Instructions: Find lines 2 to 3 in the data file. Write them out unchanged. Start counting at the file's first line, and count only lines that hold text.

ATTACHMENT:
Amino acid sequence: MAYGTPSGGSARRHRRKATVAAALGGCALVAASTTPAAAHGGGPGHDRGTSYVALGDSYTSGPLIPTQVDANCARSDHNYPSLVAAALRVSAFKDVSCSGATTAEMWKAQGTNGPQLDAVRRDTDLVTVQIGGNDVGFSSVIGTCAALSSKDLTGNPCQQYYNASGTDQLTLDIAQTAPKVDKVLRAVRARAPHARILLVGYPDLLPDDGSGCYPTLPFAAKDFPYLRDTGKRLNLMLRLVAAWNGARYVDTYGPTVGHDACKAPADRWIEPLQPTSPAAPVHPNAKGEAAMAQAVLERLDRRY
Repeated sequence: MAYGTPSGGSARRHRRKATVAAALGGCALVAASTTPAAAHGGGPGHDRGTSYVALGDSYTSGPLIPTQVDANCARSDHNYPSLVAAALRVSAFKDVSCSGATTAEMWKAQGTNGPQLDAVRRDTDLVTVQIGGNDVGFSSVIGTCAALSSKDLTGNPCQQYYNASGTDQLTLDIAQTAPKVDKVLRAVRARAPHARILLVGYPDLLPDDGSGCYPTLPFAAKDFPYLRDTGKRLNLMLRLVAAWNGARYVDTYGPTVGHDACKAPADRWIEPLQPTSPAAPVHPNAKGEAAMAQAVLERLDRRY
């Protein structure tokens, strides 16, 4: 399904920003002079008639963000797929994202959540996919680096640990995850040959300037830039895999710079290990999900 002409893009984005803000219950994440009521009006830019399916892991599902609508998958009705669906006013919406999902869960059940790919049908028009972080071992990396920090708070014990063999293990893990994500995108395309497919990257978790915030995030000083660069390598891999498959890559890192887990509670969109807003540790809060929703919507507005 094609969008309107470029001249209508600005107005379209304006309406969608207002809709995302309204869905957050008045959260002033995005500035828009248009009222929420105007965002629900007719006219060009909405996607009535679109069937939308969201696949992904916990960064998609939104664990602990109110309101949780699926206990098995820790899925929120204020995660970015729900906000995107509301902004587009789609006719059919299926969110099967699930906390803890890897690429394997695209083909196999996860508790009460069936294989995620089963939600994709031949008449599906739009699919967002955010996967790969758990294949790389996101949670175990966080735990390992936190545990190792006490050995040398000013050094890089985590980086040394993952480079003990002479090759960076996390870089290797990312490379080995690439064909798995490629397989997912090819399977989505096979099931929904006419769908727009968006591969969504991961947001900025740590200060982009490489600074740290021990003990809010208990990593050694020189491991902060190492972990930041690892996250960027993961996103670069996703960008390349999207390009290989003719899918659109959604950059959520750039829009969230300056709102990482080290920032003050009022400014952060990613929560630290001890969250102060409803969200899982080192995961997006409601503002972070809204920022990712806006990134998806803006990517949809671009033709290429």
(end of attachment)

Repeated sequence: MAYGTPSGGSARRHRRKATVAAALGGCALVAASTTPAAAHGGGPGHDRGTSYVALGDSYTSGPLIPTQVDANCARSDHNYPSLVAAALRVSAFKDVSCSGATTAEMWKAQGTNGPQLDAVRRDTDLVTVQIGGNDVGFSSVIGTCAALSSKDLTGNPCQQYYNASGTDQLTLDIAQTAPKVDKVLRAVRARAPHARILLVGYPDLLPDDGSGCYPTLPFAAKDFPYLRDTGKRLNLMLRLVAAWNGARYVDTYGPTVGHDACKAPADRWIEPLQPTSPAAPVHPNAKGEAAMAQAVLERLDRRY
């Protein structure tokens, strides 16, 4: 399904920003002079008639963000797929994202959540996919680096640990995850040959300037830039895999710079290990999900 002409893009984005803000219950994440009521009006830019399916892991599902609508998958009705669906006013919406999902869960059940790919049908028009972080071992990396920090708070014990063999293990893990994500995108395309497919990257978790915030995030000083660069390598891999498959890559890192887990509670969109807003540790809060929703919507507005 094609969008309107470029001249209508600005107005379209304006309406969608207002809709995302309204869905957050008045959260002033995005500035828009248009009222929420105007965002629900007719006219060009909405996607009535679109069937939308969201696949992904916990960064998609939104664990602990109110309101949780699926206990098995820790899925929120204020995660970015729900906000995107509301902004587009789609006719059919299926969110099967699930906390803890890897690429394997695209083909196999996860508790009460069936294989995620089963939600994709031949008449599906739009699919967002955010996967790969758990294949790389996101949670175990966080735990390992936190545990190792006490050995040398000013050094890089985590980086040394993952480079003990002479090759960076996390870089290797990312490379080995690439064909798995490629397989997912090819399977989505096979099931929904006419769908727009968006591969969504991961947001900025740590200060982009490489600074740290021990003990809010208990990593050694020189491991902060190492972990930041690892996250960027993961996103670069996703960008390349999207390009290989003719899918659109959604950059959520750039829009969230300056709102990482080290920032003050009022400014952060990613929560630290001890969250102060409803969200899982080192995961997006409601503002972070809204920022990712806006990134998806803006990517949809671009033709290429």